The tone and tenor of the Obama White House since Democrats suffered a crushing defeat during the November midterm elections have been anything but conciliatory and have raised doubts about whether the president can—or wants to—break through partisan gridlock before voters choose his successor next year.
The president will enter the House chamber Tuesday night for his sixth State of the Union address riding a wave of confidence driven by an improving economy and brightening public approval ratings. And he seems as defiant as ever.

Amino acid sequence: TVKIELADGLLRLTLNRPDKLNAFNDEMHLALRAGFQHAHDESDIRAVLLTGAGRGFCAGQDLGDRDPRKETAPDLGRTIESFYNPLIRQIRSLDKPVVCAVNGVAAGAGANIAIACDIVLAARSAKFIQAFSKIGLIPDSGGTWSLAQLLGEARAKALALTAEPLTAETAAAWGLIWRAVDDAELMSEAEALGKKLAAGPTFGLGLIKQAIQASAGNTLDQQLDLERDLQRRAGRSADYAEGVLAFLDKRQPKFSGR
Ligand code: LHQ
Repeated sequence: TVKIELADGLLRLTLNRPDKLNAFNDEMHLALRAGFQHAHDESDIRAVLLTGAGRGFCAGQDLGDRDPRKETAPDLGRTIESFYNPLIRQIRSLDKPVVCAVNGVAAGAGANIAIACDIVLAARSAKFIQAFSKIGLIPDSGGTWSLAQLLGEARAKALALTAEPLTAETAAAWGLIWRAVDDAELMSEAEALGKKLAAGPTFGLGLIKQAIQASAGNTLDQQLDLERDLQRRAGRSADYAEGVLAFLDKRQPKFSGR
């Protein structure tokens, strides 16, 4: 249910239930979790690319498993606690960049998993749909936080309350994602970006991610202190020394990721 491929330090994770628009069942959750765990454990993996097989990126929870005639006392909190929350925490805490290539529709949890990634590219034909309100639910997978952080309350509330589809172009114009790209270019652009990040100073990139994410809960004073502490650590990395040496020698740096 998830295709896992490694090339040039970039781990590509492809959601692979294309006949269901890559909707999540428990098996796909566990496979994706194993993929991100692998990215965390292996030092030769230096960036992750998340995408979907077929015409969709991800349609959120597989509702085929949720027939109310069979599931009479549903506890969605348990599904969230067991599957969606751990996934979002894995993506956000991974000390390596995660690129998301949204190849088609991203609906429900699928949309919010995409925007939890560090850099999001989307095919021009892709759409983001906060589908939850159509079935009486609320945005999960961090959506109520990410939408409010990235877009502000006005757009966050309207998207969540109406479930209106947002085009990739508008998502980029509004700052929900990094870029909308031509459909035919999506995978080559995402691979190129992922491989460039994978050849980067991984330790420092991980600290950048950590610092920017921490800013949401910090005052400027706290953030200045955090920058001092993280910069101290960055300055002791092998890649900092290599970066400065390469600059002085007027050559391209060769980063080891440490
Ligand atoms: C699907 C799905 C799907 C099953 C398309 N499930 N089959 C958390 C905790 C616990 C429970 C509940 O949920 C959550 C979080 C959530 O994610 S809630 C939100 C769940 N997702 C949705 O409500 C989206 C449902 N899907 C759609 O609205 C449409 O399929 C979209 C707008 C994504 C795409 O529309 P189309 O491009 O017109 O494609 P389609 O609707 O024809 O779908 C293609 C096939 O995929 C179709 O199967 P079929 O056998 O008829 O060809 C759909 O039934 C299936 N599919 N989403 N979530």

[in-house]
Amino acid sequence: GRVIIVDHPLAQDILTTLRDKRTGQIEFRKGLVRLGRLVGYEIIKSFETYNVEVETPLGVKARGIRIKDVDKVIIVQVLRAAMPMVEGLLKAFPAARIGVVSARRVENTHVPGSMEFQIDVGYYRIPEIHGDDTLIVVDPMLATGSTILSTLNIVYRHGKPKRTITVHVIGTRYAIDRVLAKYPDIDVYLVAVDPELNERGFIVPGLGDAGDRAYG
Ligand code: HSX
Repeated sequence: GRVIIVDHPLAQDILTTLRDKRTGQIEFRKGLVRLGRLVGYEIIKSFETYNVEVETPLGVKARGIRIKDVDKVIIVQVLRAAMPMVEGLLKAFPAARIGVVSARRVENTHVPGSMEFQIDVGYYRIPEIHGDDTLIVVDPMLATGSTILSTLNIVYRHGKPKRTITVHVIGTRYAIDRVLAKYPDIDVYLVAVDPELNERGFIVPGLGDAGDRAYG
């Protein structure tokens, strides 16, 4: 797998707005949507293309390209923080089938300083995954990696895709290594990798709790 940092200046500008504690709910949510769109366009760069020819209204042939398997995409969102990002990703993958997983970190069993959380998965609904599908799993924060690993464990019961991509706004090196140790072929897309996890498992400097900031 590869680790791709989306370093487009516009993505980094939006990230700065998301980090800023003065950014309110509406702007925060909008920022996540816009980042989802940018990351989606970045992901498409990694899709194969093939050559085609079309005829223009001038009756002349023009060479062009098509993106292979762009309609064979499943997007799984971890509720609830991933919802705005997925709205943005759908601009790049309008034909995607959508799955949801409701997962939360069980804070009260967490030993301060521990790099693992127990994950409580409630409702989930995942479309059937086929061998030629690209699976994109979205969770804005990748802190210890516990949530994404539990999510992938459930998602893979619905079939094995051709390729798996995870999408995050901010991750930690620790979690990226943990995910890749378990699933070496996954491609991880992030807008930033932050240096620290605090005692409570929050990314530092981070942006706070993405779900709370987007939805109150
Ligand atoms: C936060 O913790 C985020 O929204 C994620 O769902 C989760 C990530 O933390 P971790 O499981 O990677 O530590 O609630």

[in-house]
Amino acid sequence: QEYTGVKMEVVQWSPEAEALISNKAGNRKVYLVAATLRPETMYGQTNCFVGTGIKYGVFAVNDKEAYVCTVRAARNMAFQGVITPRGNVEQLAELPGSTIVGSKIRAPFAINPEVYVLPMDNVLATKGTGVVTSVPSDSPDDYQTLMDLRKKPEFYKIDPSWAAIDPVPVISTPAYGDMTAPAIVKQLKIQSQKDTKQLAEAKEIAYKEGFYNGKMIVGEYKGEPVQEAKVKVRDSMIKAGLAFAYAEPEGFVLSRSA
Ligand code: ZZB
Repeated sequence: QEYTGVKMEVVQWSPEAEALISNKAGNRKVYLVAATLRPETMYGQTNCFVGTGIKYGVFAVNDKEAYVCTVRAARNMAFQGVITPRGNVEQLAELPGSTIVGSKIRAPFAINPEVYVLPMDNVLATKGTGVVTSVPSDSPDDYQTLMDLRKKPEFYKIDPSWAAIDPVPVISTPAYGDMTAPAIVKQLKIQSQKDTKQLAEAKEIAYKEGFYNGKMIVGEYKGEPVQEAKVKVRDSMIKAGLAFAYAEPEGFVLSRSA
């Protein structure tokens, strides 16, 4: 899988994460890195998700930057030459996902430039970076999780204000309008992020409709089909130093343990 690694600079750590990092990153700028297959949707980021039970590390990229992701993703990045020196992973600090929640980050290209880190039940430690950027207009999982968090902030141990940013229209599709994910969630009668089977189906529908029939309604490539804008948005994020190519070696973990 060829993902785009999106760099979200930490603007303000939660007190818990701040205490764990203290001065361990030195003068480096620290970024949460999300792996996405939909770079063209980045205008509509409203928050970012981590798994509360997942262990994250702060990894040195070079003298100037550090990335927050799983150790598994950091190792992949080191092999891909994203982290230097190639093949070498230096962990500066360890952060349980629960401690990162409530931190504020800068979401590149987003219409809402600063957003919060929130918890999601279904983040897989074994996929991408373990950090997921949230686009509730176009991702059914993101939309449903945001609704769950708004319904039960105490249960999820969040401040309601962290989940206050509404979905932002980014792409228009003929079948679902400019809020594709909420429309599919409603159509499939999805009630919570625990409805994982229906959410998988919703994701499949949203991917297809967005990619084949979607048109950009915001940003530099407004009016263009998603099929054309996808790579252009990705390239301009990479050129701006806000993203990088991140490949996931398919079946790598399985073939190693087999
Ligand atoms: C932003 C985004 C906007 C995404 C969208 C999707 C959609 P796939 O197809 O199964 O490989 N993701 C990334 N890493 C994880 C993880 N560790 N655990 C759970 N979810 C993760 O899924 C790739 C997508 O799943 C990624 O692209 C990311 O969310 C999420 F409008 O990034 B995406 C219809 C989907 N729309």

Although Obama has vetoed just two bills in his six years, the White House has threatened to veto five measures from Congress this month alone—including legislation that would authorize the Keystone XL oil sands pipeline, tie funding of the Department of Homeland Security to a rollback of Obama’s executive actions on immigration, and impose new economic sanctions on Iran.
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The Washington Post